Local historian William Burg, who moved to Sacramento and into Casa de Chaos in 1993 and has co-organized the annual Norcal Noisefest for over two decades, said that DIY spaces provide an inclusive all-ages venue—and invaluable experience to those who run them.
“There’s not much difference between organizing a punk show and organizing a rally or fundraiser,” Burg said. “You learn that by doing, and by getting over the fear that, ’I can’t make any change, I just have to be a consumer. The people who get onstage at venues and put on shows are somehow different from us and we can’t do those things.’ Of course we can.”
Burg, who is on the board of Preservation Sacramento, has been part of the fight to prevent the demolition of the former Casa de Chaos house. He said he’s optimistic about Sacramento’s music scene, though it’s invariably hurt by rising housing costs.
“San Francisco in the ’60s, New York’s Lower East Side in the ’70s, Seattle in the ’80s, Portland and Sacramento in the ’90s—they all had very vibrant music scenes, and they all had cheap rent,” Burg said. “Finding a way to keep rent inexpensive in an era when downtowns are not inexpensive is a challenge, and that’s when the official level of government comes in.”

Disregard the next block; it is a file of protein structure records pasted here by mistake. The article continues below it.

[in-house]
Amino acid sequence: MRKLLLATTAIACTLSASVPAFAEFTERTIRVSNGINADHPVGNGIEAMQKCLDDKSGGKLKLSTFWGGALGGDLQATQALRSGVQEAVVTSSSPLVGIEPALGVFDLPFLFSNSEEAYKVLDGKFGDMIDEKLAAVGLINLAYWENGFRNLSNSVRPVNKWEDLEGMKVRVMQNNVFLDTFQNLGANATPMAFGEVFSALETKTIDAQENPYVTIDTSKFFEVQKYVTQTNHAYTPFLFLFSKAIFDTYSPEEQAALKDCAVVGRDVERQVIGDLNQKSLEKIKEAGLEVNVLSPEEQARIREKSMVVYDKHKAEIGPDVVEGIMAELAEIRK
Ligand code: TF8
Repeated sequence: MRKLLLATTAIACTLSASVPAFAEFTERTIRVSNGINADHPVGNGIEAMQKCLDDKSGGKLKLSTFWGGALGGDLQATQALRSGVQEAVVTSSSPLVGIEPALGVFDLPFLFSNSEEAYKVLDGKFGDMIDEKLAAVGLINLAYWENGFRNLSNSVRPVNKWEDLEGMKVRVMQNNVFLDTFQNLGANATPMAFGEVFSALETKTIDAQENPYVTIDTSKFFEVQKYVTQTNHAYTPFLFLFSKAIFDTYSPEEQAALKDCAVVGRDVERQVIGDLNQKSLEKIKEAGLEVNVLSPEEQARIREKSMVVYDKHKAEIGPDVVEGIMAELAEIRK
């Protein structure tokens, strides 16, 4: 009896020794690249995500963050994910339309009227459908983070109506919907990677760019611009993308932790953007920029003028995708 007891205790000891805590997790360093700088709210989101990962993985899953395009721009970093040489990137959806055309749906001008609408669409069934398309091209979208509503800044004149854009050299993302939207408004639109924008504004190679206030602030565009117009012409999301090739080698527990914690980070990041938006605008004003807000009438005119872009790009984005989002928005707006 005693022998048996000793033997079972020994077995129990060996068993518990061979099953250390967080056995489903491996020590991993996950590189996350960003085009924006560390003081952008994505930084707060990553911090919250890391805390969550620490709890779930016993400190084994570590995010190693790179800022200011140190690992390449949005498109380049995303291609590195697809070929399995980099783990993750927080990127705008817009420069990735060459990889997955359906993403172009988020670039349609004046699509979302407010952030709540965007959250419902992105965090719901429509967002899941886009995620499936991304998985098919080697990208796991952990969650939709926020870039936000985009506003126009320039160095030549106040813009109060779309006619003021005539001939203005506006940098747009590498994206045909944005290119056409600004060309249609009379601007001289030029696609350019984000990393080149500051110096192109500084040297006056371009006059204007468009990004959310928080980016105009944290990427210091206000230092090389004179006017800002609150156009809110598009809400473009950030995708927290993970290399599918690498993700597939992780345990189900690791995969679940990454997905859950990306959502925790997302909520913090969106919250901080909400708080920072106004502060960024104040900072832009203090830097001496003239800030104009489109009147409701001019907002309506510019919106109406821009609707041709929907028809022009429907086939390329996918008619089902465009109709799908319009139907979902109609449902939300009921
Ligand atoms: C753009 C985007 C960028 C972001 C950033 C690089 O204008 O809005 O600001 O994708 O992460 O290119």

Still, house venues continue to sprout. Promoters such as Brianna Carmel of 916 Growth Gigs prefer their more intimate and supportive vibe. Lower overhead costs mean less financial pressure. As a singer-songwriter who performed at Bart’s Fest, she said you’re not competing for dollars, or with bar room chatter.
“I was very caught off guard by people talking during my set, but also clapping after I would finish songs,” Carmel said of a recent gig at a downtown venue. “With house shows … the love and support, you really feel it.”